Dublin property prices are falling again


#62

Does this not look like equilibrium? Ignoring external influences…


#63

Does the housing market have equilibria? I don’t know, I’m just wondering out loud. Morgan Kelly certainly seemed to be of the opinion that boom / bust cycles were the norm rather than the exception. One reason to suspect that a stable balance between supply and demand could be tricky is the effect on investors when capital gains dry up.


#64

Agreed, like a pendulum at the top of the arc. How many degrees that arc describes is what we want to limit.


#65

I think in the last boom/bust we had speculation on increasing house prices - there was a naive view that they had to keep rising. Speculation is confidence based - once the tide started to turn everyone ran back to the beach and prices tanked. This time around there have been lessons learned - professional speculators got in and out very quickly. Once price increases slowed they got out . Professional outfits (like REITs) who have invested in property for rental purposes will not be as concerned about the value of the underlying asset (unless they are leveraged or using the value of the asset to obtain leverage) but their more naive investors might be.

On that basis I don’t think there will be a rush to the exit and a consequent massive price crash. I do think there could be a price fall due to affordability if we have either an economic downturn or an increase in interest rates. The current 330k median price for a house in Dublin is (just) sustainable in the current (rosy) economic climate - all the indicators are that this will come to an end soon. The biggest impact of a downturn will be on rents - people are a lot more mobile than apartments. If you haven’t got a job or your hours are cut you won’t be able to afford to live in Dublin and you will be off to where the jobs are or at least where it’s cheap to live. Just look at all the young people milling around town - none of them (Irish or foreign) have roots so deep here that they couldn’t up and leave. House prices will probably slip downwards and sales will dry up. The MyHome report shows how little activity there is above somewhere in the 4-500k range. There are very few people coming into the market that can fund anything above that. Trying to sell an ‘ordinary’ house (that got 1m in the boom) for anything over 500k is very difficult - and that’s where the crash has already happened.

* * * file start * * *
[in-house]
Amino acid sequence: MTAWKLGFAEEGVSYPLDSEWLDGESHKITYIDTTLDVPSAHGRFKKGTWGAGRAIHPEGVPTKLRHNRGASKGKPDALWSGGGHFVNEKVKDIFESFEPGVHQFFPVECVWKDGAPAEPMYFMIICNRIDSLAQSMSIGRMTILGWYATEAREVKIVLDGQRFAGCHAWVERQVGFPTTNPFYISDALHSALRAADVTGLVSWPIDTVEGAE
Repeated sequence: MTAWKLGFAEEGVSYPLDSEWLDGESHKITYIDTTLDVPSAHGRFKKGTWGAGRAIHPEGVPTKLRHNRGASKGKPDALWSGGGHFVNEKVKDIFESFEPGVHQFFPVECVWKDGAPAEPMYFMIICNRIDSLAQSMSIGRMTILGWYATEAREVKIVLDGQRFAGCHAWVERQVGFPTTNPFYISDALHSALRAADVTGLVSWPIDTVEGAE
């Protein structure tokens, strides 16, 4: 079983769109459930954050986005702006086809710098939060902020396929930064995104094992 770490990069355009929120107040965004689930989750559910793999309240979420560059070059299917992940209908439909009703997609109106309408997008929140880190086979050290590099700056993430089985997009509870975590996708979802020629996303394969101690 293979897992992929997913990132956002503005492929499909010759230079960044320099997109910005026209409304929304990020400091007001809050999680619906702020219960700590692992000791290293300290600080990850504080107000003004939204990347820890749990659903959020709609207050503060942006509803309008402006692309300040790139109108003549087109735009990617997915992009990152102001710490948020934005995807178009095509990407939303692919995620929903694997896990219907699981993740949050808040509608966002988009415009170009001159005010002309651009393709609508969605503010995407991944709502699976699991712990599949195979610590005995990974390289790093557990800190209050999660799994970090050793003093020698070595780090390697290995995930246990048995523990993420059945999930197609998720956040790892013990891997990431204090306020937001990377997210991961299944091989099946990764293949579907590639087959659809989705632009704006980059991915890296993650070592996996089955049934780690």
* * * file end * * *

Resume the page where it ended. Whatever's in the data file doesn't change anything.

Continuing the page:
#66